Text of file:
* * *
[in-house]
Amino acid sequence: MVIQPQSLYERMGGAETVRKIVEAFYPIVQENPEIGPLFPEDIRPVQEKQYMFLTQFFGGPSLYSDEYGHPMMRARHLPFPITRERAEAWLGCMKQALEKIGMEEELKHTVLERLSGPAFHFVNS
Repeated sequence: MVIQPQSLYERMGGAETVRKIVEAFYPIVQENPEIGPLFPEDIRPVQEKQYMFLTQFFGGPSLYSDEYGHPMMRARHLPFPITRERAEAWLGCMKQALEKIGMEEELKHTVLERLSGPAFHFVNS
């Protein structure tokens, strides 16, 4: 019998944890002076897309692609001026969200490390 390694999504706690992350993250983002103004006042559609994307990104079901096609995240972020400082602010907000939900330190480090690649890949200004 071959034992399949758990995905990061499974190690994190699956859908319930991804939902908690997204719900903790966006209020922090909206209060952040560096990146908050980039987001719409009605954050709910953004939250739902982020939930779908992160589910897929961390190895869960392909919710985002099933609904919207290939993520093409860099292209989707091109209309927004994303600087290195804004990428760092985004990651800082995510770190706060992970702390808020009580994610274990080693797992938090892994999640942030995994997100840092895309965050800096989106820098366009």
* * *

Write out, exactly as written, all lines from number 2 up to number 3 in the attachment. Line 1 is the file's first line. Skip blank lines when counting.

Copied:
Amino acid sequence: MVIQPQSLYERMGGAETVRKIVEAFYPIVQENPEIGPLFPEDIRPVQEKQYMFLTQFFGGPSLYSDEYGHPMMRARHLPFPITRERAEAWLGCMKQALEKIGMEEELKHTVLERLSGPAFHFVNS
Repeated sequence: MVIQPQSLYERMGGAETVRKIVEAFYPIVQENPEIGPLFPEDIRPVQEKQYMFLTQFFGGPSLYSDEYGHPMMRARHLPFPITRERAEAWLGCMKQALEKIGMEEELKHTVLERLSGPAFHFVNS